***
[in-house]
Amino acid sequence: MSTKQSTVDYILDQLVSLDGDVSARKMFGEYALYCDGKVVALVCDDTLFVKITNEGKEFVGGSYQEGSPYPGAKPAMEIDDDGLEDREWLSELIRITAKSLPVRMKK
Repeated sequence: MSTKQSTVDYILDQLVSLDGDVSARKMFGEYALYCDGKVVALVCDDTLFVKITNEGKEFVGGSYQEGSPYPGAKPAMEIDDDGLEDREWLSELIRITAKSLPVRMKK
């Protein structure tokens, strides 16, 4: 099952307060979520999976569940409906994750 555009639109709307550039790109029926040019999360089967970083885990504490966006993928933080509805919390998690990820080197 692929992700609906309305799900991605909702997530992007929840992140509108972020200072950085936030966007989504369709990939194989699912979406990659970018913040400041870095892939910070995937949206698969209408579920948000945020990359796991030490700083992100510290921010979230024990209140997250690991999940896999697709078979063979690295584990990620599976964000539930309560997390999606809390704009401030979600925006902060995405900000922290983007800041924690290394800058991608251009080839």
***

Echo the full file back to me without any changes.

[in-house]
Amino acid sequence: MSTKQSTVDYILDQLVSLDGDVSARKMFGEYALYCDGKVVALVCDDTLFVKITNEGKEFVGGSYQEGSPYPGAKPAMEIDDDGLEDREWLSELIRITAKSLPVRMKK
Repeated sequence: MSTKQSTVDYILDQLVSLDGDVSARKMFGEYALYCDGKVVALVCDDTLFVKITNEGKEFVGGSYQEGSPYPGAKPAMEIDDDGLEDREWLSELIRITAKSLPVRMKK
């Protein structure tokens, strides 16, 4: 099952307060979520999976569940409906994750 555009639109709307550039790109029926040019999360089967970083885990504490966006993928933080509805919390998690990820080197 692929992700609906309305799900991605909702997530992007929840992140509108972020200072950085936030966007989504369709990939194989699912979406990659970018913040400041870095892939910070995937949206698969209408579920948000945020990359796991030490700083992100510290921010979230024990209140997250690991999940896999697709078979063979690295584990990620599976964000539930309560997390999606809390704009401030979600925006902060995405900000922290983007800041924690290394800058991608251009080839």